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So, let me get this straight! I am a hopeless, shameless foodie. Whether it be in the middle of a work day, or during odd hours of the night, I make sure to sneakily enter the kitchen and whip up something (usually delicious) for myself. It can be anything – ranging from the dosa to pasta or even a cake!
In my Indo-Bangladeshi household, ‘food’ has a nostalgic value to it since it’s an amalgamation of cuisines from both sides of the border. A closer inspection of my daily platter might tell you the story of how far back the idea of ‘food’ as a generational souvenir has sustained through ages in India. It has borne the imprint of generations of history, lifestyle, customs, communal strife, trades, cultural exchanges, climatic variations, and many such ethnographic and geographical influences. In fact, there have been so many variables in India’s history that the only way one can make sense of all of it is by tracing a comprehensive history of its food. However, since recipes are always ever-changing and ever-evolving, the idea of India too seems to be slipping away into oblivion on occasions, as it gets created and re-created in newer ways.
At a time when the idea of India is being challenged, when every anti-incumbent stance is seen as a breach of loyalty towards our country, we felt it was important to remind people that we, as a nation, are beyond those trivialities.
For a pure-bred Calcuttan like me, street food like Pani Puri, Momos, or Mughlai parathas, and kebabs are delicacies I have known and savoured forever. But to tell you a secret that you probably already know, none of these derives their origin from Kolkata! According to food historian Pushpesh Pant, the Pani Puri originated in North India around 100-125 years ago, where a certain someone, while making a raj kachori, accidentally discovered the Pani Puri!
Other than that, you’d often hear in the grapevine the mythological origins of the Pani Puri – that I’ll leave you to find out for yourself!
Did you know that the Kolkata Biryani was actually Mughal ruler Nawab Wajid Ali Shah’s accidental invention?
If you were wondering if I am biased about the Kolkata Biryani and a little too fixated on my own city, you are probably right! Kolkata Biryani is indeed the best. However, if you think otherwise, I bet you to read this guide to all the different kinds of Biryanis you’d find in India, and find out for yourself. Thank me later!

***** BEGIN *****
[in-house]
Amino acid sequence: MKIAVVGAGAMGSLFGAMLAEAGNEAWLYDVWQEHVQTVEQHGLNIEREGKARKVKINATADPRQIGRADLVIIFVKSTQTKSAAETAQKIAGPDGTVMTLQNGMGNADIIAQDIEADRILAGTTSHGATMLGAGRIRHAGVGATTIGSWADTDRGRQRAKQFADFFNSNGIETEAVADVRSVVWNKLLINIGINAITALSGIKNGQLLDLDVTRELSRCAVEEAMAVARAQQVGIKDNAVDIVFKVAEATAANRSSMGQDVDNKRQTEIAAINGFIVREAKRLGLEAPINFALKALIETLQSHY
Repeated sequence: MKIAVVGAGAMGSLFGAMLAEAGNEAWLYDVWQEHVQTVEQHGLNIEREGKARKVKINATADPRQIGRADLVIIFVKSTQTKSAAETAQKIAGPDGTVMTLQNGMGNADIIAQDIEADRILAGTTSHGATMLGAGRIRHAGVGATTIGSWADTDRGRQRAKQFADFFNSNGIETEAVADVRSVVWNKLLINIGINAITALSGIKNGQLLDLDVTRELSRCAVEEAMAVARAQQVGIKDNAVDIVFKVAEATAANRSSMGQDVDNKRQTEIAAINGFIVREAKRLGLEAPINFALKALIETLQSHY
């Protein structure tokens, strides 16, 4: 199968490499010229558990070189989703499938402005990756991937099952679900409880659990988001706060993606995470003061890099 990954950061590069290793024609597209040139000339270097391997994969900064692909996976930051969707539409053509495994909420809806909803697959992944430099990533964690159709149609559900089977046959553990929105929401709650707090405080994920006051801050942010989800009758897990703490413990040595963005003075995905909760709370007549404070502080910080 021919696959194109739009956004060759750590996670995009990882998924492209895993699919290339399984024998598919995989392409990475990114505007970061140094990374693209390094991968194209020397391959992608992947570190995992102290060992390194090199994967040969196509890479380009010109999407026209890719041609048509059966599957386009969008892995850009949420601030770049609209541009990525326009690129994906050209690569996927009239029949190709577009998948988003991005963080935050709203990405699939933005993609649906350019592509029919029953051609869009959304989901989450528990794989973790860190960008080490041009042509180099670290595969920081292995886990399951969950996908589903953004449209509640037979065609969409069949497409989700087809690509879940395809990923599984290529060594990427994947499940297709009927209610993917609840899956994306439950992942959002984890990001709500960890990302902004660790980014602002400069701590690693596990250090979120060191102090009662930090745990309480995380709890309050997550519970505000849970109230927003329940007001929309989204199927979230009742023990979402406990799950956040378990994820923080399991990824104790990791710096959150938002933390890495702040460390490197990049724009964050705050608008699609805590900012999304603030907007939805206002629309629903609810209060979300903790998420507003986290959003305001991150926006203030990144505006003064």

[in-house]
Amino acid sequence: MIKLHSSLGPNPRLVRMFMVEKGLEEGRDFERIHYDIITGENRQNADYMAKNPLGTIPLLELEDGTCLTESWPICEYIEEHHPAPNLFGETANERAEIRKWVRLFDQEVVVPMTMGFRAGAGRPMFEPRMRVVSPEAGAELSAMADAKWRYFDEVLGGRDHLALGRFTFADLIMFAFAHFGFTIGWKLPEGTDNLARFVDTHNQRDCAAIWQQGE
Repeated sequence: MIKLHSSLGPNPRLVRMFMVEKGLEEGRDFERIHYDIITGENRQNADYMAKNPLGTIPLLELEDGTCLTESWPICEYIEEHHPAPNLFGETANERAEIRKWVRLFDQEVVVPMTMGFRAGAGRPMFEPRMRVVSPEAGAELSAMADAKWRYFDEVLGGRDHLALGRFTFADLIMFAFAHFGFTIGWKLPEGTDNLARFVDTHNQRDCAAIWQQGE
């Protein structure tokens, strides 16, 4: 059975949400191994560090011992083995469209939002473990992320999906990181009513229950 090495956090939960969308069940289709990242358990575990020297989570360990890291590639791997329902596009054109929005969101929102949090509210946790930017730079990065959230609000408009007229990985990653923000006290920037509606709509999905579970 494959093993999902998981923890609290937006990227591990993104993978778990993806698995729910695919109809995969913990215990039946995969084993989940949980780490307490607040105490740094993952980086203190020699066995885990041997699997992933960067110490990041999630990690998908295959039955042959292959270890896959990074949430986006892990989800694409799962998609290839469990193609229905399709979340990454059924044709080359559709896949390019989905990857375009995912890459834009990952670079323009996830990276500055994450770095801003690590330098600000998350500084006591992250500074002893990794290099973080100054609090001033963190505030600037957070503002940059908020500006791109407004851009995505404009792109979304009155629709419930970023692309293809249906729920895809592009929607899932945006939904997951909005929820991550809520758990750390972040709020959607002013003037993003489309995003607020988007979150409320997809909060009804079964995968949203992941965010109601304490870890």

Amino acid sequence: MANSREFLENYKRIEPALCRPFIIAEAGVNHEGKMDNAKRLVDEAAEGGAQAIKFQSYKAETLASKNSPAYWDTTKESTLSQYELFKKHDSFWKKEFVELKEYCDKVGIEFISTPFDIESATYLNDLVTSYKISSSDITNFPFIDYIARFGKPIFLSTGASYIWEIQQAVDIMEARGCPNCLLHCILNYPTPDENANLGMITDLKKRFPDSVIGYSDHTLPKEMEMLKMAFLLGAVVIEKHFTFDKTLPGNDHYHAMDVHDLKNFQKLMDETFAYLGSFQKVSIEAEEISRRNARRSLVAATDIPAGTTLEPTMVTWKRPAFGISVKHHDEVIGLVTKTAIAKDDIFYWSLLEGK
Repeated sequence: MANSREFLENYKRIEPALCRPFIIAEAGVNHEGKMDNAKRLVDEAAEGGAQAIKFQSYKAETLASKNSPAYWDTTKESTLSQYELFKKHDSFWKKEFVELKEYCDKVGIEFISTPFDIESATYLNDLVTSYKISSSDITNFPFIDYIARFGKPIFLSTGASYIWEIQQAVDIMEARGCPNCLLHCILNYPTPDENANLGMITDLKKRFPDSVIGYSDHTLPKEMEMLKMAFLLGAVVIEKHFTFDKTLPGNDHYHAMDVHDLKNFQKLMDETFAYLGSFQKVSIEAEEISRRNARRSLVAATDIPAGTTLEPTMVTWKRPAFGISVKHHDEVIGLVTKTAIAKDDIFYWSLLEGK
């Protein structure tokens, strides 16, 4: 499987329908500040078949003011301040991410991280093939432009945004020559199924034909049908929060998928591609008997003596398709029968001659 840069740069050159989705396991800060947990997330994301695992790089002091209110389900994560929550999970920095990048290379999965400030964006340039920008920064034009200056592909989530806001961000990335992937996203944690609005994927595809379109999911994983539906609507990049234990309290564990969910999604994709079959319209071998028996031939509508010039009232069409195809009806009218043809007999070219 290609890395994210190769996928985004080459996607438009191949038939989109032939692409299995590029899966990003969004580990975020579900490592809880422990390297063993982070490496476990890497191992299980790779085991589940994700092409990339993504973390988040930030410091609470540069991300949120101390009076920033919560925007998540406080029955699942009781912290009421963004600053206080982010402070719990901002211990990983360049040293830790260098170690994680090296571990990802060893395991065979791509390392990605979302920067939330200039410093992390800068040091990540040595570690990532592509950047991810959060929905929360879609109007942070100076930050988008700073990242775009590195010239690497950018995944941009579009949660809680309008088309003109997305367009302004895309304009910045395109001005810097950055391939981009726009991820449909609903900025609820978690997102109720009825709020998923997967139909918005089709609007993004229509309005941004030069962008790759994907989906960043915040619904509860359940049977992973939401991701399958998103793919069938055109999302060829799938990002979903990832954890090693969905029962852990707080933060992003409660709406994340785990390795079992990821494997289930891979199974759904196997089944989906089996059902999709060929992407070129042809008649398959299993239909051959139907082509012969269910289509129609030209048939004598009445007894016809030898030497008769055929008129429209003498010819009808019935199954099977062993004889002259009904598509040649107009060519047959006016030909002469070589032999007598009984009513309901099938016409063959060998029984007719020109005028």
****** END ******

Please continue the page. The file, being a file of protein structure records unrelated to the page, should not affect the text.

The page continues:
Before you feel that you now know all kinds of Biryani that you’d ever find in South Asia, let me tell you that such an assumption is not even remotely true.
Indian cuisine has been influenced by a wide range of factors including the climate in different parts of the country, the spices that people in a particular area are most familiar with, their trade relations with other countries, the types of crops grown in their vicinity as well as the lifestyle choices of different communities. So, it is highly improbable that you’ll find too many similarities between a particular dish and a similar variant of it from another state, albeit with one from a different country.
I still remember the agonising grimace on the face of one of my uncles who had recently been on a trip to China and was left devastated (yes, you heard me right!) after trying out a Chinese dish in one of Beijing’s most famous restaurants. As someone so used to Indian Chinese, his taste buds had flinched back in protest at the unfamiliar taste of authentic Chinese food.
The Portuguese and British colonisers also brought with them the many tastes and palates of the continent and introduced new cooking techniques and the use of New World vegetables like potatoes, tomatoes, squash, and chilli in Indian cuisine. The cuisine of Goa, which was an erstwhile Portuguese colony, has incorporated many Continental flavours in its recipes.
Now, every Indian meal is incomplete without the very-much-looked-forward-to dessert! For everyone with a sweet tooth, there are the quintessential Indian desserts that I bet you like more than your Baked Alaska! Here’s a short history of India’s oldest sweet to remind you of how far back we go!
If there’s one sure shot way of tying together a country otherwise amazingly diverse in every aspect, it’s the love for food. The country’s kitchen has accommodated all and sundry, from the invaders who stayed back to the refugees and immigrants who consider it their home today. In doing so, in all respects, Indian food has buttressed the Nehruvian vision of ‘unity in diversity’, lending more traction to the idea that we all need each other to survive.
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